What did the Alien movies do to David Giler and Walter Hill to cause them to crap on them this way? Besides making them rich? Predator was always just a vehicle for Arnold Schwarzenegger to fight something as big and ugly as he is. Your typical low-brow high-concept monster movie. But the Alien movies were something more. There were enough ideas to make the initial outing more than a simple horror movie in space- spaceship refineries, labor disputes, hypersleep, the Space Jockey, androids, the Company. You got the feeling that there was a whole society behind the incidents on the Nostromo. Excellent acting and superb direction added to the film, making it an instant classic. And what can you say about H.R. Giger’s alien designs?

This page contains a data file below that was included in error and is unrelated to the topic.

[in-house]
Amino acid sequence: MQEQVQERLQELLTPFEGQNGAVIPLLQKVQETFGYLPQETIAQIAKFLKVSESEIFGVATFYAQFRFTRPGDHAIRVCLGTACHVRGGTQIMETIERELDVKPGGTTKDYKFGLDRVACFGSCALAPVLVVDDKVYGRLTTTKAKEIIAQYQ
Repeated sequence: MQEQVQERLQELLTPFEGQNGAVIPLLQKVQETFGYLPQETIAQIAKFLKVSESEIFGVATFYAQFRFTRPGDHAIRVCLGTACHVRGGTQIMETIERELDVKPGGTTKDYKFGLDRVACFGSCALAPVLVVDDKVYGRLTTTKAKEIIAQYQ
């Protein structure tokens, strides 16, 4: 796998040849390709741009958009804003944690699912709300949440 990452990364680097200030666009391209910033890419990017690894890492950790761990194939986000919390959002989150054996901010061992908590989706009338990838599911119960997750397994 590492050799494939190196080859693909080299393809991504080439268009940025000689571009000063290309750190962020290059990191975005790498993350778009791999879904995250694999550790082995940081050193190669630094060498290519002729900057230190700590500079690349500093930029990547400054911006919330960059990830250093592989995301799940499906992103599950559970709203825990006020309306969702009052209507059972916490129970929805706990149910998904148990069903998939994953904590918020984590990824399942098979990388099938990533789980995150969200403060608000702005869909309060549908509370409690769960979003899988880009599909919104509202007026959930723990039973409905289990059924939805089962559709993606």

Aliens, the sequel, expanded the premise to include a jump 50 years further into the future, terraforming, Colonial Marines, hundreds of aliens rather than just one, and another excellent cast and young director with real talent and something to prove. Gone were most of the contrivances of the horror genre, replaced by something more akin to Heinlein’s Starship Troopers. The movie was called a roller coaster ride by many critics, and for good reason.